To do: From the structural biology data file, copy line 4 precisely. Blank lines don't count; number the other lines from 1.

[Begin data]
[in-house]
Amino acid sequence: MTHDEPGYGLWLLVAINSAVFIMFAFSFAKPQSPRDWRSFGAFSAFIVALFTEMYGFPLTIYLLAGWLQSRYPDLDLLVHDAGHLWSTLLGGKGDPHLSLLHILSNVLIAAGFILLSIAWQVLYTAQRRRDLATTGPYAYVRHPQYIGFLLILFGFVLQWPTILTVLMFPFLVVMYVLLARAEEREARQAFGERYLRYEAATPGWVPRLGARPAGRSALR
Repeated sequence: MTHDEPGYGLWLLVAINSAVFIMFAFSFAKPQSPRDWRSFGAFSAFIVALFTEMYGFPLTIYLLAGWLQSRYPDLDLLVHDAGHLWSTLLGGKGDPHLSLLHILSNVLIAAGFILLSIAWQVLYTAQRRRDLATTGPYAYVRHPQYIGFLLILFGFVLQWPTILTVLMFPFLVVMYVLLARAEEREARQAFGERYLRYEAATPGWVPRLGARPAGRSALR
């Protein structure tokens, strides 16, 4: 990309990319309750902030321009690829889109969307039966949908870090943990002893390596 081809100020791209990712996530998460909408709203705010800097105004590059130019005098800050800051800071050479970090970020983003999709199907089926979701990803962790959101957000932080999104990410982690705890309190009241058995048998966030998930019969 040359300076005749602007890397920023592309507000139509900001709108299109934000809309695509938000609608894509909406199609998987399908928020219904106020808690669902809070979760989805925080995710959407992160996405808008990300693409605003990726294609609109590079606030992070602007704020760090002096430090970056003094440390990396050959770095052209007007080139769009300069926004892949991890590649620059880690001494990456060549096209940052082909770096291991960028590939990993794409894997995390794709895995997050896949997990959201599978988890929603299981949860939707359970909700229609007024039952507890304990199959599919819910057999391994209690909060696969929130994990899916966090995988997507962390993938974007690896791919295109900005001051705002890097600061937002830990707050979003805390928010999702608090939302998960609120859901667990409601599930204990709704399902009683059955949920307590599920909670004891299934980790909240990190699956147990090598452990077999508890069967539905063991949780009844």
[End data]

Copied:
């Protein structure tokens, strides 16, 4: 990309990319309750902030321009690829889109969307039966949908870090943990002893390596 081809100020791209990712996530998460909408709203705010800097105004590059130019005098800050800051800071050479970090970020983003999709199907089926979701990803962790959101957000932080999104990410982690705890309190009241058995048998966030998930019969 040359300076005749602007890397920023592309507000139509900001709108299109934000809309695509938000609608894509909406199609998987399908928020219904106020808690669902809070979760989805925080995710959407992160996405808008990300693409605003990726294609609109590079606030992070602007704020760090002096430090970056003094440390990396050959770095052209007007080139769009300069926004892949991890590649620059880690001494990456060549096209940052082909770096291991960028590939990993794409894997995390794709895995997050896949997990959201599978988890929603299981949860939707359970909700229609007024039952507890304990199959599919819910057999391994209690909060696969929130994990899916966090995988997507962390993938974007690896791919295109900005001051705002890097600061937002830990707050979003805390928010999702608090939302998960609120859901667990409601599930204990709704399902009683059955949920307590599920909670004891299934980790909240990190699956147990090598452990077999508890069967539905063991949780009844």